Blinding Tree is much-branched small tree that normally grows up to 15 m high. The plant has shallow, surface-running roots that are often knotted and are covered with lenticels. Its bark is greyish-brown, warty, with vertical fissures and lenticels. The plant exudes white latex from any broken part. It is also deciduous, and usually sheds its leaves just before the onset of flowering. The plant is found growing in mangrove, tidal forest, cleared forest, brackish areas, and rice fields and on mud and sand. It grows in muddy and sandy habitats, often in areas with a high input of fresh water, or landward margins of mangrove forests. It occurs locally in all mangrove forests and in the vicinity of Kranji Reservoir.

Leaves

Leaves are alternate, shiny, pointed at the top, somewhat rounded at the base, elliptic-ovate, oblong-ovate or ovate, and 6 to 12 centimeters long and 1.5 to 6 cm wide, and with 2–4 glands on each side of the base where the leaf blade joins the petiole (leaf stalk). It is spirally arranged, stalked, and have papery and slightly fleshy leaf blades with shallowly toothed-margins, green above, light green below. Young leaves are pink, old leaves turn yellow then red before dropping off. Leaves usually drop off after dry weather.

Flowers               

The Tree is dioecious, producing only male or female flowers on different individuals. The minute (less than 1mm) yellow flowers are borne on catkins at the axillary. Male flowers start as upright narrow cones when young and as they develop, elongate into longer spikes about 5-10 cm that eventually form drooping yellow tassels. Male flowers are said to be “very scented”. Female flowers appear in shorter spikes. They are much smaller, stalked, and arranged on catkins that are 0.5–3 cm long. According to Tomlinson the flowers are pollinated by insects as the pollen is sticky. Bees are common visitors and may be the chief pollinators. Flowering normally takes place in between October and February.

Fruits

Fertile flowers are followed by small smooth capsular fruits that are almost round, 3-lobed, 4.5–5 mm long and 8–9 mm wide. The fruit is initially green turning to black as they ripen into dry capsules. Each capsule is made up of three portions, containing tiny dark to black seeds.

Traditional uses and benefits of Blinding Tree

  • Plants have various medicinal and pharmacological benefits, including the treatment for epilepsy, ulcers, leprosy, rheumatism, and paralysis.
  • The Burmese use the leaves to treat epilepsy.
  • Oil distilled from the wood is applied to itch and skin infections in Malay folk medicine.
  • Latex is mixed with coconut juice to treat pneumonia and asthma, and is also boiled to obtain an oily liquid that is used to treat skin diseases.
  • The smoke from the burning wood is used to treat leprosy.
  • It is used as poison on darts and arrows, and for the medicinal treatment of ulcers.
  • In the Philippines, the latex is used as a caustic for obstinate ulcers.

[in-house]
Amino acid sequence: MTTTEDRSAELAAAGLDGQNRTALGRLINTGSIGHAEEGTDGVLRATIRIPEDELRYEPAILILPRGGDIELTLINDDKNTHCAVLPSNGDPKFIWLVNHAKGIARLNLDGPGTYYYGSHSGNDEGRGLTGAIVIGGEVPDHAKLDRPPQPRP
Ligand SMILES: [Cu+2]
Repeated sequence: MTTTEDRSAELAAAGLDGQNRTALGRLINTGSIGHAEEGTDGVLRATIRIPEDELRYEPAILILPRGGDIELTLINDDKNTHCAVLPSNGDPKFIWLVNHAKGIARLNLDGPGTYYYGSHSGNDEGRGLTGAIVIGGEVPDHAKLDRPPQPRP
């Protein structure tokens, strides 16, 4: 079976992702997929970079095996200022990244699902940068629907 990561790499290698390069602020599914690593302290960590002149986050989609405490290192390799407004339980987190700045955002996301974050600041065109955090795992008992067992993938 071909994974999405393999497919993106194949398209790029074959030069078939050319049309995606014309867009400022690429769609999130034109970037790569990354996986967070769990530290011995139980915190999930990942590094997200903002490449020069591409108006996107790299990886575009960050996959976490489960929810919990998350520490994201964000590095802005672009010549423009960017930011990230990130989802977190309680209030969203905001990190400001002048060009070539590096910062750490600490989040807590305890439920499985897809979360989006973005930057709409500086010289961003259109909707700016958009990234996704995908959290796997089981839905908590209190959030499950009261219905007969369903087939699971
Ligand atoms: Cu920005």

• Oil extracted by distillation of the wood or latex is applied to cutaneous diseases.
  • Chewing a little piece of bark will cause instant vomiting and purging, but is in general considered too drastic a cure for constipation.
  • Roots pounded with ginger may serve as an embrocation to reduce swellings on hands and feet.
  • In Milne Bay, New Guinea, the root is applied as an abortifacient.
  • In the Central Province, very small amounts of the juice are taken orally with coconut juice to treat pneumonia or asthma.
  • It may also be taken as a purgative or vomitory, thus acting as a poison antidote.
  • Decoction of the leaves is given in epilepsy and externally applied to ulcers.
  • In Thailand, the resin is used as an anthelmintic, for its purgative effect.
  • The sap is indigenously used in the treatment of rheumatism.
  • In New Guinea and Australia, juice is used to cure ulcers and leprosy.
  • Leaf juice is used to reduce blood glucose.
  • Seed poultice is used for crippling arthritis in India.
  • In Bangladesh, it is used for diabetes.
  • In the Solomon Islands the latex is taken with coconut milk as a powerful purgative and an emetic.
  • It is traditionally used in the treatment of ulcers, sores, and stings from poisonous marine creatures.
  • It is also used traditionally in the treatment of conjunctivitis, dermatitis, and hematuria.
  • In Thailand, the wood and bark is used as a cure for flatulence.
  • The Malays treat itching and skin infection by the oil distilled from the woods.
  • Roots of the plant are used to treat toothache and swellings as well as used as an ingredient of embrocation.
  • It is an antidote for fish poison.

Other Facts

  • Even dried and powdered leaves retain the poison and can kill fish very quickly or are used on a poison dart.
  • It is the preferred local food plant for the caterpillars of the moths, Achaea janatas, Iscadia pulchra, Selepa celtis, and of the genus Archips, Phyllocnistis, and Sauris.
  • The wood is used as firewood, charcoal, and to make small furniture.
  • The wood is not durable and produces unpleasant smoke when burnt.
  • The wood is used to make matchsticks in the Philippines, also sold as aromatic wood, and is considered useful for carving.
  • Overseas it is used for incense and in canoe construction.

Precautions

  • Use latex carefully, it may cause temporary blindness or skin irritation.
  • The milky latex is poisonous, and is said to cause blindness, pain and blood in urination, and intestinal inflammation.

References:

https://www.itis.gov/servlet/SingleRpt/SingleRpt?search_topic=TSN&search_value=507312#null

https://gd.eppo.int/taxon/EXAAG

https://en.wikipedia.org/wiki/Excoecaria_agallocha

http://www.theplantlist.org/tpl1.1/record/kew-83292

https://www.nparks.gov.sg/florafaunaweb/flora/2/8/2893

https://indiabiodiversity.org/species/show/229772

https://uses.plantnet-project.org/en/Excoecaria_agallocha_(PROSEA)#Synonyms

http://www.worldfloraonline.org/taxon/wfo-0000965883

http://www.stuartxchange.com/Buta-buta.html

https://plants.usda.gov/home/plantProfile?symbol=EXAG